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radioactivemouse

First Impressions of the Game?

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Thanks tofubones.

 

What do you mean by 'analysis paralysis'?

 

I am hopefully going to try Conquest tomorrow evening, so if I like it I will need to break out the piggy bank!

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I've been playing Netrunner since July, and I just played my first game of Conquest last night with a player who had only played one game before.

 

Conquest is OK, but I didn't get immediate urge to go out and buy all of the packs and build a deck that I had when I played my first game of Netrunner. My expectation for the game would be that it would be easier to teach people than Netrunner, but I think because of the fact that there are 3 different phases with their own timing structures makes it about as bad in that regard.

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Thanks tofubones.

 

What do you mean by 'analysis paralysis'?

 

I am hopefully going to try Conquest tomorrow evening, so if I like it I will need to break out the piggy bank!

 

 

"Analysis Paralysis", or AP as commonly known, is a condition where a player, during their turn, is mentally stuck on a particular game decision, extending the game time and frustrating the other player(s). It's prevalent in most games to some degree, but some games nowadays use "housekeeping" elements to help pass the time for players when it's not their turn. Things like allowing instant events to be played, drawing cards, drawing/mixing dice, and simultaneous turns help reduce AP, creating more flow to a game. 

 

tl:dr version:"Analysis Paralysis" is a term used to describe when a player is mentally stuck finishing their turn.

Edited by radioactivemouse

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Thanks tofubones.

 

What do you mean by 'analysis paralysis'?!

It's been awhile since I played CoC, so I may have some of the details wrong. CoC is a you go I go game, similar to magic. So anyone I defend with will be able to attack next turn, but whoever attacks will probably not be able to defend. CoC also an icon resolution mechanic that occurs in a specific order, with the player with the most icons getting a benefit. Also there are 3 potential battle sites. I think the attacker assigns first. And basically the mental math of the icon resolution plus who the defender 'might' assign and where can be too much for some people.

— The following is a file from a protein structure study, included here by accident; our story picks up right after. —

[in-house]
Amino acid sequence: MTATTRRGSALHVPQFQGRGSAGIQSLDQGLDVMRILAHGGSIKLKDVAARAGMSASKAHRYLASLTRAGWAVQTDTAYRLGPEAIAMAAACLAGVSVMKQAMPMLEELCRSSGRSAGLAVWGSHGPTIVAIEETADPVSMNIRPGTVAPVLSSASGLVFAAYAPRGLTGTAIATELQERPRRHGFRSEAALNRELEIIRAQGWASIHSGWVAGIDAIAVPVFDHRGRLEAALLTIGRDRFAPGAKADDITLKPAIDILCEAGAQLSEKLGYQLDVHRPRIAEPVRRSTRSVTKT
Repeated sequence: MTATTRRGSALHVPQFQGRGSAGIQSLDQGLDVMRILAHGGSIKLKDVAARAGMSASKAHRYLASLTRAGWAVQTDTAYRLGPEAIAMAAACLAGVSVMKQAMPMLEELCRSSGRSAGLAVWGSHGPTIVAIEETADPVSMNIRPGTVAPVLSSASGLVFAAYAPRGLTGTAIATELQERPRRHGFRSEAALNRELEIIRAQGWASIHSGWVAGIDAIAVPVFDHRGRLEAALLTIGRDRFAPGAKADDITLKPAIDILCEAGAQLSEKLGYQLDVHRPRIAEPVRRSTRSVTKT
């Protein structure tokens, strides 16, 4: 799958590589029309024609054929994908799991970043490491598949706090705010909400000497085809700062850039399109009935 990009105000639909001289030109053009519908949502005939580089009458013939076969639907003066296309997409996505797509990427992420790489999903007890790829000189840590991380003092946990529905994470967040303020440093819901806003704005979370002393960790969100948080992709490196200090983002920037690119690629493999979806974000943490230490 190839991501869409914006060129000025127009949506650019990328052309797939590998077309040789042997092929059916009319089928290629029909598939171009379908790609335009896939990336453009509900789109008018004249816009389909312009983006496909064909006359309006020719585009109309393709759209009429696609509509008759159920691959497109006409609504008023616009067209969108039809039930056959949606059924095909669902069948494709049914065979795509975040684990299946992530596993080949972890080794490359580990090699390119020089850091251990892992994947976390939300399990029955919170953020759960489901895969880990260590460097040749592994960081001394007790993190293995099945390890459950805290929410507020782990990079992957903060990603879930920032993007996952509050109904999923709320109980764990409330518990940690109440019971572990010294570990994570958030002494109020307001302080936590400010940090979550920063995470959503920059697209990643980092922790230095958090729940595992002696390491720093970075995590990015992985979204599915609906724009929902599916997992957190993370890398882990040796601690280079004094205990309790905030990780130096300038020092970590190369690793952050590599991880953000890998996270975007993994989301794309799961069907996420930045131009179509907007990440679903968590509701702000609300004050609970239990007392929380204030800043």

CoC is a decent game, but unless you are in love with the theme, there are probably better options, ie 40k.

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Ok,

So I keep seeing people say that Netrunner is more complicated and that Conquest is not.  It is exactly the opposite.  Netrunner has several ways to do the exact same thing.  Grab some econ, build a rig, and grab Agendas.  Alternately, build econ and try to rush agendas through before the runner gets his rig built.  It gives the appearance of complexity, but in reality it is almost entirely dependent on your opposing card draws to see how it plays out.  Despite the bluffing mechanics, there is almost always a best play based on what you have drawn.  Netrunner feels complex when you first start, but becomes less so as you gain knowledge of the game.

 

Conquest seemed very simple when we first started playing it, but as my playgroup has gained knowledge it has become much more complex.  It has enough resources (cards and credits) that you are making real choices every turn, rather than simply playing whatever you drew/can afford.  It has a very solid balance between winning early planets and setting up for the long game.  It also has a very large element of bluff.

 

Conquest is a much deeper game than it first appears.  As you keep playing you will realize how much more there is under the surface.  It is an excellent game.

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Ok,

So I keep seeing people say that Netrunner is more complicated and that Conquest is not.  It is exactly the opposite.  Netrunner has several ways to do the exact same thing.  Grab some econ, build a rig, and grab Agendas.  Alternately, build econ and try to rush agendas through before the runner gets his rig built.  It gives the appearance of complexity, but in reality it is almost entirely dependent on your opposing card draws to see how it plays out.  Despite the bluffing mechanics, there is almost always a best play based on what you have drawn.  Netrunner feels complex when you first start, but becomes less so as you gain knowledge of the game.

 

Conquest seemed very simple when we first started playing it, but as my playgroup has gained knowledge it has become much more complex.  It has enough resources (cards and credits) that you are making real choices every turn, rather than simply playing whatever you drew/can afford.  It has a very solid balance between winning early planets and setting up for the long game.  It also has a very large element of bluff.

 

Conquest is a much deeper game than it first appears.  As you keep playing you will realize how much more there is under the surface.  It is an excellent game.

 

You have a point. Maybe I need to play more games to really see the subtleties in the game. I know with Netrunner, I had to invest a lot of headspace because there was many ways to do the same thing. In addition, the bluffing was just...ever present. In Conquest, to me it seemed simpler, but with the same complexity. 

 

I'm not refuting your statement at all, I think maybe I'm not thinking deep enough. 

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